external circuit. Once the device has been turned on in this manner, the external gate current is

no longer required to maintain conduction, since the regeneration process is self-sustaining.

Reversion to the blocking mode occurs only when the anode current is brought below the

“holding current” level.

Version 2 EE IIT, Kharagpur 7

To turn off a conducting GTO the gate terminal is biased negative with respect to the cathode.

The holes injected from the anode are, therefore, extracted from the p base through the gate

metallization into the gate terminal (Fig 5.2 (b)). The resultant voltage drop in the p base above

the n emitter starts reverse biasing the junction J3 and electron injection stops here. The process

originates at the periphery of the p base and the n emitter segments and the area still injecting

electron shrinks. The anode current is crowded into higher and higher density filaments in most

remote areas from the gate contact. This is the most critical phase in the GTO turn off process

since highly localized high temperature regions can cause device failure unless these current

filaments are quickly extinguished. When the last filament disappears, electron injection stops

completely and depletion layer starts to grow on both J2 and J3. At this point the device once

again starts blocking forward voltage. However, although the cathode current has ceased the

anode to gate current continues to flow (Fig 5.2 (b)) as the n base excess carriers diffuse towards

J1. This “tail current” then decays exponentially as the n base excess carriers reduce by

recombination. Once the tail current has completely disappeared does the device regain its steady

state blocking characteristics. “Anode Shorts” (or transparent emitter) helps reduce the tail

current faster by providing an alternate path to the n base electrons to reach the anode contact

without causing appreciable hole injection from anode.

Exercise 5.2

Fill in the blank(s) with the appropriate word(s)

i. After a GTO turns on the gate current can be _______________.

ii. A conducting GTO reverts back to the blocking mode when the anode current falls below

_______________ current.

iii. To turn off a conducting GTO the gate terminal is biased _______________ with respect

to the _______________.

iv. “Current filaments” produced during the turn off process of a GTO can destroy the device

by creating local _______________.

v. “Anode shorts” help to reduce the _______________ current in a GTO.

Answer: (i) removed; (ii) holding; (iii) negatively, cathode; (iv) hot spot; (v) tail.

Version 2 EE IIT, Kharagpur 8

5.4 Steady state and dynamic characteristics of a GTO

5.4.1 Steady state output and gate characteristics

IG

vg

Min Max

(b)

Fig. 5.3: Steady state characteristics of a GTO

 (a) Output characteristics; (b) Gate characteristics.

VAK

IG

IA vg

+ -

VBRR

VBRF

VAK

IA

IL

IL

+

-

(a)

This characteristic in the first quadrant is very similar to that of a thyristor as shown in Fig. 5.3

(a). However, the latching current of a GTO is considerably higher than a thyristor of similar

rating. The forward leakage current is also considerably higher. In fact, if the gate current is not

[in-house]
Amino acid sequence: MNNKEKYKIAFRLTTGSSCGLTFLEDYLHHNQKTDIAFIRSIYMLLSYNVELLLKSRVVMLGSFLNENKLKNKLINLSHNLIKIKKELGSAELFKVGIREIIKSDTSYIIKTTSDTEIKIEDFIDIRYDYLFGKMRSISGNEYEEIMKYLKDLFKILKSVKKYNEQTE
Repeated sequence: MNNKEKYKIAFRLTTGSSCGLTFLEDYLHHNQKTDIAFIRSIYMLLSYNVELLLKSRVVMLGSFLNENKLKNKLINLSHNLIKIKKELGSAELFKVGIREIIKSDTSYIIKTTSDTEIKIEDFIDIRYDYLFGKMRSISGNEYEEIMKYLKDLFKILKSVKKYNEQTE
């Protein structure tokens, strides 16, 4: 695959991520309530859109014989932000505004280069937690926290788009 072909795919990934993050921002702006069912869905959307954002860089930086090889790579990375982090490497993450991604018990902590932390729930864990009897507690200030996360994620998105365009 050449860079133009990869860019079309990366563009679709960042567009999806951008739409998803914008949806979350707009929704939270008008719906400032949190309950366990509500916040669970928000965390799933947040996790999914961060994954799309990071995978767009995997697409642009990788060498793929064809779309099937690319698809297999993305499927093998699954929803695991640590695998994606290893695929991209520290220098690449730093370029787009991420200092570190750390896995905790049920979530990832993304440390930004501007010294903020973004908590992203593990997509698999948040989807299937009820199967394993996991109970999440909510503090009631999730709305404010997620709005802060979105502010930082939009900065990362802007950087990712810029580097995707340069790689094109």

sufficient to turn on a GTO it operates as a high voltage low gain transistor with considerable

anode current. It should be noted that a GTO can block rated forward voltage only when the gate

is negatively biased with respect to the cathode during forward blocking state. At least, a low

value resistance must be connected across the gate cathode terminal. Increasing the value of this

resistance reduces the forward blocking voltage of the GTO. Asymmetric GTOs have small (20-

30 V) reverse break down voltage. This may lead the device to operate in “reverse avalanche”

under certain conditions. This condition is not dangerous for the GTO provided the avalanche

time and current are small. The gate voltage during this period must remain negative.

Fig 5.3 (b) shows the gate characteristics of a GTO. The zone between the min and max curves

reflects parameter variation between individual GTOs. These characteristics are valid for DC and

low frequency AC gate currents. They do not give correct voltage when the GTO is turned on

with high dia

dt and G dI

dt . VG in this case is much higher.

Version 2 EE IIT, Kharagpur 9
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5.4.2 Dynamic characteristics of a GTO

∫ ∫

∫ ∫

∫ ∫

∫ ∫

Fig. 5.4: Switching characteristics of a GTO.

iA, VAK

 VD

 0.9VD

 0.1VD

 Ig Vg

 td tr

 IGM

 tON

 VT

 IG

 IgQ

 QgQ

 VgR

 ttail

 Itail

 0.9IL

 0.1IL

 IL VDM

 VD

 tf

 ts

 t

 t

 dig/dt

gQ di

dt

 ig

 vg

 Vd

 RL

 IL

 di/dt

limiting

 L

di

dt

Fig 5.4 shows the switching characteristics of a GTO and refers to the resistive dc load switching

circuit shown on the right hand side. When the GTO is off the anode current is zero and VAK =

Vd. To turn on the GTO, a positive gate current pulse is injected through the gate terminal. A

substantial gate current ensure that all GTO cathode segments are turned on simultaneously and

within a short time. There is a delay between the application of the gate pulse and the fall of

anode voltage, called the turn on delay time td. After this time the anode voltage starts falling

while the anode current starts rising towards its steady value IL. Within a further time interval tr

they reach 10% of their initial value and 90% of their final value respectively. tr is called the

current rise time (voltage fall time). Both td and maximum permissible on state A di

dt are very

much gate current dependent. High value of I gM and dig

dt at turn on reduces these times and

increases maximum permissible on state A di

dt . It should be noted that large value of ig (IgM)

and dig

dt are required during td and tr only. After this time period both vg and ig settles down to

their steady value. A minimum ON time period tON (min) is required for homogeneous anode